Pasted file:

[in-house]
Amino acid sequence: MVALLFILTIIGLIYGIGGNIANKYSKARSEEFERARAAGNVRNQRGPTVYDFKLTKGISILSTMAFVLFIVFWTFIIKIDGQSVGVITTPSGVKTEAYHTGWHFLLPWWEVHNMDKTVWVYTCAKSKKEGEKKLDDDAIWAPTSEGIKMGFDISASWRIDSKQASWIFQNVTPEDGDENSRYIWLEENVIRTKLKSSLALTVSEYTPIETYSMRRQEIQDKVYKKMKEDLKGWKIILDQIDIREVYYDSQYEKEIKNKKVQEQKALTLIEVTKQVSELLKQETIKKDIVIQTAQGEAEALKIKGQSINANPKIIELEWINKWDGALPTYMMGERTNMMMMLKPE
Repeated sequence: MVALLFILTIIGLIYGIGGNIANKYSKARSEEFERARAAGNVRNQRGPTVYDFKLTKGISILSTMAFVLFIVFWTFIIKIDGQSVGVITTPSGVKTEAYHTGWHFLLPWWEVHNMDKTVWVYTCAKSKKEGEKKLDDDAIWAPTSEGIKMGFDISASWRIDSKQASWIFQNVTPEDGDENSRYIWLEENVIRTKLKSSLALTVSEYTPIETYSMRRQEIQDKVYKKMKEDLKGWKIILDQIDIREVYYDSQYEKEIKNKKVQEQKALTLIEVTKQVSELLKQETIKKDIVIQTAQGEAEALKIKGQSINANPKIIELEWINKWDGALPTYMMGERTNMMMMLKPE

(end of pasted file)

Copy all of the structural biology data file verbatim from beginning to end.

[in-house]
Amino acid sequence: MVALLFILTIIGLIYGIGGNIANKYSKARSEEFERARAAGNVRNQRGPTVYDFKLTKGISILSTMAFVLFIVFWTFIIKIDGQSVGVITTPSGVKTEAYHTGWHFLLPWWEVHNMDKTVWVYTCAKSKKEGEKKLDDDAIWAPTSEGIKMGFDISASWRIDSKQASWIFQNVTPEDGDENSRYIWLEENVIRTKLKSSLALTVSEYTPIETYSMRRQEIQDKVYKKMKEDLKGWKIILDQIDIREVYYDSQYEKEIKNKKVQEQKALTLIEVTKQVSELLKQETIKKDIVIQTAQGEAEALKIKGQSINANPKIIELEWINKWDGALPTYMMGERTNMMMMLKPE
Repeated sequence: MVALLFILTIIGLIYGIGGNIANKYSKARSEEFERARAAGNVRNQRGPTVYDFKLTKGISILSTMAFVLFIVFWTFIIKIDGQSVGVITTPSGVKTEAYHTGWHFLLPWWEVHNMDKTVWVYTCAKSKKEGEKKLDDDAIWAPTSEGIKMGFDISASWRIDSKQASWIFQNVTPEDGDENSRYIWLEENVIRTKLKSSLALTVSEYTPIETYSMRRQEIQDKVYKKMKEDLKGWKIILDQIDIREVYYDSQYEKEIKNKKVQEQKALTLIEVTKQVSELLKQETIKKDIVIQTAQGEAEALKIKGQSINANPKIIELEWINKWDGALPTYMMGERTNMMMMLKPE